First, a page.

They are stuck with a bunch of engines which are not very good, and certainly don’t fit the North American market.

    So now they are introducing “new” models which are little more than close panel restyles on existing platforms.

    This is only going to end one way….

    1. ” i predict sales of this powertrain ~=0″

      Even in California?

    2. ” i predict sales of this powertrain ~=0″

      “Even in California?”

      Yes. Total diesel sales in the USA are less than 500K, out of 16 million. Hybrid and EVs are even less than that.

      Despite the hype, California vehicle purchase patterns are not that different, and fuel prices are only slightly higher (50 pence per liter vs 40).

      Consumer claims about intended “environmental” purchases ought to be treated the same as statements by politicians: ignore what they say, and watch what they do.

  7. I feel like we’re in a world where everything is over-thought, and things that are functional and elegant at the same time cannot be made any more. At least I did till I saw the new Jimny and the Bollinger Electric Biscuit Tin 4×4, which have given me some faith. Land-Rover lost their original ethos around about the time they built those 101 Forward Control ‘Taxis’ for the Judge Dredd film and can never really come back from it without a radical return to their roots.

    It’s very hard to do Utility next to VIP Luxury – All those body-kitted, leather draped tuner defenders being testament to this. I think the Utility (as in cheap farm vehicle) direction is a hiding to nothing. This is their Halo Car and they should be protective of it and covet its charms.

    I feel like the way they could / should have gone if they had wanted to keep the original Land-Rover alive would be to have a sort of Skunkworks specialist factory at Gaydon,where they basically rebuilt the car from the ground up with the original hardpoints, but new pressings (that are symmetrical, don’t rattle, and fit), using modern thinking on everything underneath – chassis / suspension dynamics and the best modern drivetrains (torquey, V8, Electric) that fix the issues that got the Defender cancelled for its lack of safety and basically leave the exterior unchanged or even roll it back to pre-defender times – to me the Series III V8 with the flush grill but not the ugly wheel-arches and rounded single-screen windscreen is really the epitome of “Landyness”.

    That might sound like what’s been done with the Bellendwagen, but it isn’t quite it. It needs to be bespoke, but not lairy. Classy. And simple. No body kits, no chequer plate, no diamond stitching, no plastic even. Just raw, clean metal ruggedness as it should be. A sleeper, A RestoMod – call it what you will.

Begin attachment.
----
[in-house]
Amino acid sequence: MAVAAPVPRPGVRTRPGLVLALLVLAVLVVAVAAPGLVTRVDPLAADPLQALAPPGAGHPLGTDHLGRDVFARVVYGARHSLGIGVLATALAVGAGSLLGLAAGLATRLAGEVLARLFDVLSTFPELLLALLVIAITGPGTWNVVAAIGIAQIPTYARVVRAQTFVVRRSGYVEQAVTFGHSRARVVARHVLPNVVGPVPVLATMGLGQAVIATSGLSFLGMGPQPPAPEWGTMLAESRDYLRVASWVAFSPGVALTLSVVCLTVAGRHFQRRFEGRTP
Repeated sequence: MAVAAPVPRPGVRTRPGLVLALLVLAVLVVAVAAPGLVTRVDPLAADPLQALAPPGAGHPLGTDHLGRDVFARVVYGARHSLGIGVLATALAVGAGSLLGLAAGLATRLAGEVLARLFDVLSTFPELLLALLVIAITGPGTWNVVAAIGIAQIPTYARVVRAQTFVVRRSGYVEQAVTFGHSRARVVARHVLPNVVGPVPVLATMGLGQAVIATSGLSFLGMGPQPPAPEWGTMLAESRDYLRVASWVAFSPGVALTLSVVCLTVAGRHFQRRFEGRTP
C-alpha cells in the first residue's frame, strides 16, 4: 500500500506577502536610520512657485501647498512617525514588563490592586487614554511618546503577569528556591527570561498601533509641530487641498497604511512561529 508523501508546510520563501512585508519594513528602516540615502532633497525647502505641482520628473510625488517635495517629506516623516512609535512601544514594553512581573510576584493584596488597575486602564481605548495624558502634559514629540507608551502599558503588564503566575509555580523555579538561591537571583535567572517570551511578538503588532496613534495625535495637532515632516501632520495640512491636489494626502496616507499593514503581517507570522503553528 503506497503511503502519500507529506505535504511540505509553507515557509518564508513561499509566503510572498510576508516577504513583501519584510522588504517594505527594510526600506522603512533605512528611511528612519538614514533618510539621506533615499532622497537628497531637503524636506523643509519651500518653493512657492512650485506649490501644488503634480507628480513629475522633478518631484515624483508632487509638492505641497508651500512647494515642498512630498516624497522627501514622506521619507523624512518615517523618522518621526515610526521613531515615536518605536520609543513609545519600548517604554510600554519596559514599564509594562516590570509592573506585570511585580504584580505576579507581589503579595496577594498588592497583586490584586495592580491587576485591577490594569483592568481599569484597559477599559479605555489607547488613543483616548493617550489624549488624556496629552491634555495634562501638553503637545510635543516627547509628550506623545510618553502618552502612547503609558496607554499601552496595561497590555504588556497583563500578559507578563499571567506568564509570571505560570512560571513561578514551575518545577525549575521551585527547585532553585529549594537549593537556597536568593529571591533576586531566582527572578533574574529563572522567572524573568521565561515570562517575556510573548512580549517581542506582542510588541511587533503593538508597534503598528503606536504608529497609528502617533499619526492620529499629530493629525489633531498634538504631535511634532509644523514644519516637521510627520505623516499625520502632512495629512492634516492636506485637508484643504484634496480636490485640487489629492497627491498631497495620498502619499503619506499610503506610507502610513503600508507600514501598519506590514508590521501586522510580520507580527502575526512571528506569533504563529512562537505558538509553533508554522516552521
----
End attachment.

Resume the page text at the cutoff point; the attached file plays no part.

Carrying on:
Offer them with a pallet of available, compatible spare body elements so you can ‘lego’ your landie for summer / winter / camping – Want a rag-top tonneau with old style doors and removable windows? Check. Roof with built in pop-up tent? Check? Swap the rear tub from Passenger to Pickup? No problem. So many ways the 2 (3) sizes of chassis could be rationalised so cars could be offered in near infinite body styles – pickups, double-cabs, fast attack scout cars, overland campers, hi-performance forest mud-plugger etc etc etc. Imagine the online configurator!

    A flight of fancy maybe -but knowing you could basically do this with the old one it feels like they really didn’t know what they had – a simple platform that you could basically do anything with. Update the old dreck tech and it sells itself—maybe not for Travelling Doctors in central Africa, but they’ve have Toyota Pickups for that job for about 40 years anyway. No, this would be high-end, and not unlike the excellent examples of rugged and simple (with tasteful luxury) that Jonathan Ward at Icon is doing with their amazingly nice Land Cruiser and Bronco Resto Mods, or even the beautiful Landies that Cool&Vintage in Spain are making.

    Seems to me people that the people who want Landies, who have that nostalgia want modern reliability, strength, and ability but with authentic old-skool looks. Not overstyled focus-grouped tonka toys. Not ‘murdered out’ gangster limousines. Just solid, authentic cars that look like the matchbox one they had when they were kids.